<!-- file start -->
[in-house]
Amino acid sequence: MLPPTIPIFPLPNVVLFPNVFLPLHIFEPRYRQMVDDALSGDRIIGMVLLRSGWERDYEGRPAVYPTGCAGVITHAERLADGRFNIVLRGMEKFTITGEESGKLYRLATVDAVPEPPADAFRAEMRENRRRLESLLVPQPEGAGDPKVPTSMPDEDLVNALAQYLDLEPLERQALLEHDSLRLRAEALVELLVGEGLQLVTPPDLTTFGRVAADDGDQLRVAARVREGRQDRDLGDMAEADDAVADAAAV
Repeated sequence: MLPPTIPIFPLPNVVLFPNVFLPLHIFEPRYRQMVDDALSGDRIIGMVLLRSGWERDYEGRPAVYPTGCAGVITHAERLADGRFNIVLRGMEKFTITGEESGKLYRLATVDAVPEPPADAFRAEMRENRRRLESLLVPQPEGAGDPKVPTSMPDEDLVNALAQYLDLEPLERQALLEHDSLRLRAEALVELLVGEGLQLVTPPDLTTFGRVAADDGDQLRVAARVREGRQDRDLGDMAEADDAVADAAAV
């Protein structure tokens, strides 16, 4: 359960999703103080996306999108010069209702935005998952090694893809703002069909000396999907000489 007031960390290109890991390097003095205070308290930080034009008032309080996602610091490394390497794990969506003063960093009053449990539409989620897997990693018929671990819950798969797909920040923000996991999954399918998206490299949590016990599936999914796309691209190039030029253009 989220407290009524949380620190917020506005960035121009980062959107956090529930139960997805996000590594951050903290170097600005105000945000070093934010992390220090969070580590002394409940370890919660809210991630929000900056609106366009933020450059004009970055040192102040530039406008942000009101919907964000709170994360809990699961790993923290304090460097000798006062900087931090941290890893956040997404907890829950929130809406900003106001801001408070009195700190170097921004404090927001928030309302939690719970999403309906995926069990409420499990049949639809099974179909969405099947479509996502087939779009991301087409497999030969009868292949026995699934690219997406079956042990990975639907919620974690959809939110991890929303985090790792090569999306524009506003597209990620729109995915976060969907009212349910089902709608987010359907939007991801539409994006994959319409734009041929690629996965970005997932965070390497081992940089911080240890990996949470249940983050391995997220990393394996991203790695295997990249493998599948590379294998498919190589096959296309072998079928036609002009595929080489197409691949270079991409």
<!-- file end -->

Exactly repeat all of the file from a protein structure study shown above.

[in-house]
Amino acid sequence: MLPPTIPIFPLPNVVLFPNVFLPLHIFEPRYRQMVDDALSGDRIIGMVLLRSGWERDYEGRPAVYPTGCAGVITHAERLADGRFNIVLRGMEKFTITGEESGKLYRLATVDAVPEPPADAFRAEMRENRRRLESLLVPQPEGAGDPKVPTSMPDEDLVNALAQYLDLEPLERQALLEHDSLRLRAEALVELLVGEGLQLVTPPDLTTFGRVAADDGDQLRVAARVREGRQDRDLGDMAEADDAVADAAAV
Repeated sequence: MLPPTIPIFPLPNVVLFPNVFLPLHIFEPRYRQMVDDALSGDRIIGMVLLRSGWERDYEGRPAVYPTGCAGVITHAERLADGRFNIVLRGMEKFTITGEESGKLYRLATVDAVPEPPADAFRAEMRENRRRLESLLVPQPEGAGDPKVPTSMPDEDLVNALAQYLDLEPLERQALLEHDSLRLRAEALVELLVGEGLQLVTPPDLTTFGRVAADDGDQLRVAARVREGRQDRDLGDMAEADDAVADAAAV
């Protein structure tokens, strides 16, 4: 359960999703103080996306999108010069209702935005998952090694893809703002069909000396999907000489 007031960390290109890991390097003095205070308290930080034009008032309080996602610091490394390497794990969506003063960093009053449990539409989620897997990693018929671990819950798969797909920040923000996991999954399918998206490299949590016990599936999914796309691209190039030029253009 989220407290009524949380620190917020506005960035121009980062959107956090529930139960997805996000590594951050903290170097600005105000945000070093934010992390220090969070580590002394409940370890919660809210991630929000900056609106366009933020450059004009970055040192102040530039406008942000009101919907964000709170994360809990699961790993923290304090460097000798006062900087931090941290890893956040997404907890829950929130809406900003106001801001408070009195700190170097921004404090927001928030309302939690719970999403309906995926069990409420499990049949639809099974179909969405099947479509996502087939779009991301087409497999030969009868292949026995699934690219997406079956042990990975639907919620974690959809939110991890929303985090790792090569999306524009506003597209990620729109995915976060969907009212349910089902709608987010359907939007991801539409994006994959319409734009041929690629996965970005997932965070390497081992940089911080240890990996949470249940983050391995997220990393394996991203790695295997990249493998599948590379294998498919190589096959296309072998079928036609002009595929080489197409691949270079991409």